UVA and UVB Sun Protection – What’s the Difference?


The sun is starting to get hotter and if you’re not already wearing sun screen you should be!

It can be confusing when you’re looking for quality skincare and sun protection – UVB rays are fine, right? Well, no, not quite. Read on to find out what you must know about sun protection.


UV Light Causes Skin Damage

You want to take care of your skin, so you’ll want to protect it from avoidable damage.

The sun produces two kinds of rays: UVA and UVB. Both types of light can potentially damage your skin, causing anything from sun spots and aging to deadly skin cancer. Sunscreen protects your skin from sun damage, and if you’re not sure about which type of product suits your skin, your esthetician will be able to help.


What Are UVA Rays?

UVA rays are a danger to your skin no matter what the weather is doing. They can penetrate clothing and glass, and although beauty

salons used to consider them safe, and use them in tanning beds, but experts know that using tanning beds before the age of 30 can increase your risk of skin cancer by 75 per cent [1] so they aren’t recommended now.

UVA rays can cause damage to the deeper skin cells, and just getting a tan in on the sun lounger is also bad for your skin – the act of tanning will create irreversible skin damage. It won’t show up straight away though – but in ten or twenty years’ time it manifests in the form of wrinkles, dark spots, and leathery skin.


What Are UVB Rays?

UVB light is responsible for sunburn. It gets stronger in the summer months or hot climates – also in snow holidays where the sun’s rays can be very bright and reflect off water and snow. UVB is responsible for most skin cancers. UVB is strongest at midday and the best advice for health and beauty is to protect yourself in the sunshine, wear sunglasses, a sun hat and invest in superior quality SPF skincare.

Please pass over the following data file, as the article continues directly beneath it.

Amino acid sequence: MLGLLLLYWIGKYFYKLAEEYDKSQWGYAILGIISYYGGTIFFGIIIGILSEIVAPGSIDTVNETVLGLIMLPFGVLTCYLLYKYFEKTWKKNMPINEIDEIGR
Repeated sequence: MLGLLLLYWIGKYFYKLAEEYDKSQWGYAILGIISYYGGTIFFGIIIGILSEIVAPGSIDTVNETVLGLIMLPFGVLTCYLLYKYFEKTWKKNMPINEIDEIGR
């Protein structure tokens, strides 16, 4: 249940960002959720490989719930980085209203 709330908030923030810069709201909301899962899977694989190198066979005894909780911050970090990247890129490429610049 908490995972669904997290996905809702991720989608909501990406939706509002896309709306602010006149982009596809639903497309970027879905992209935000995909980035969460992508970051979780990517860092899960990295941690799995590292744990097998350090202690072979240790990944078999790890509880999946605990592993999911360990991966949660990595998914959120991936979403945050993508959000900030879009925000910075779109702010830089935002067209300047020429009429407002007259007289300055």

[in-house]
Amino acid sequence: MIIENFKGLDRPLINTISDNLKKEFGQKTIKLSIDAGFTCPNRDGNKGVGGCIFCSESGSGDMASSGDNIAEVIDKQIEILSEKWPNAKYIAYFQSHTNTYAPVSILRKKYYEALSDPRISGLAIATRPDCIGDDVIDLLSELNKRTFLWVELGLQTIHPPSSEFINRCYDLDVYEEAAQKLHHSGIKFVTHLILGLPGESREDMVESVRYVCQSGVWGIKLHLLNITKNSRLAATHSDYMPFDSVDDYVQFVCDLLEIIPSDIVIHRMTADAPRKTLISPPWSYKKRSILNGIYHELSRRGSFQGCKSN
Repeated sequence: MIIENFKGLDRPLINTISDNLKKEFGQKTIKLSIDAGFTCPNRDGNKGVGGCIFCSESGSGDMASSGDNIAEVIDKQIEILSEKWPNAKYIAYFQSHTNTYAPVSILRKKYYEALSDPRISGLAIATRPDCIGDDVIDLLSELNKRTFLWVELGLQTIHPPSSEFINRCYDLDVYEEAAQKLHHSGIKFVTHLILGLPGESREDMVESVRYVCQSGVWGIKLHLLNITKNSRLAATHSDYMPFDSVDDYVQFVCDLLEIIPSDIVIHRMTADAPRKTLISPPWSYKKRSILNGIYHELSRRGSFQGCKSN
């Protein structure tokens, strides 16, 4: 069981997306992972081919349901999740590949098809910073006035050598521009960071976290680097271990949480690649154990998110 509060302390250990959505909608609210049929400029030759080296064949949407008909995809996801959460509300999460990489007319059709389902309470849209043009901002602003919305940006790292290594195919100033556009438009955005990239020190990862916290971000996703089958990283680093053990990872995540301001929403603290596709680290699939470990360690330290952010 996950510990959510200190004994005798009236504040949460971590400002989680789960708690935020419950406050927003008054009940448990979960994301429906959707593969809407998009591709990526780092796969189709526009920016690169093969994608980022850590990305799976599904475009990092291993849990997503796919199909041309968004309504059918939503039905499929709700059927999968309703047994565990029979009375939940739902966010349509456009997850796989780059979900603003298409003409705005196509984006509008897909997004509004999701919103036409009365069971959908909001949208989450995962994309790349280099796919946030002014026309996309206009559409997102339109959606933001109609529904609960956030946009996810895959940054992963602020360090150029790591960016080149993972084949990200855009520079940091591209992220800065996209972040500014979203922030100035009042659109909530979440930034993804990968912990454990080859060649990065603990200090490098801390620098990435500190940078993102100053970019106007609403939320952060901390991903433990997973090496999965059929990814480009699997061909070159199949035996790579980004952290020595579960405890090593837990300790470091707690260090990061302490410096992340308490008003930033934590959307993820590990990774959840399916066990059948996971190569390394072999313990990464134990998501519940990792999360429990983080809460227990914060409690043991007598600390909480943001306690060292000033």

Protect Your Skin

Choose a good quality sunscreen with a high enough SPF (sun protection factor) – ask your salon or esthetician for advice if you’re not sure whether the SPF is high enough.

Make sure that your sun protection filters UVA as well as UVB. Check for a ‘broad spectrum coverage’ sun screen, and make sure that your facial skin care contains an SPF too. Don’t ignore extra protective sunscreen – if it’s hot and sunny you need to double up even if you have SPF in your moisturizer. There are some great sun products formulated for your face that don’t leave an oily residue.

When you’re out in the sunshine, you need an absolute minimum of SPF 15. Don’t skimp when applying the product either. Most people underestimate how much they need to effectively cover their entire body.

If you need advice – speak to your esthetician. Stay sun safe!


Reference

1 From ‘Dying for a Tan’ article (IARC 2007). Dermatological Nursing 2015, Vol. 14, No. 1


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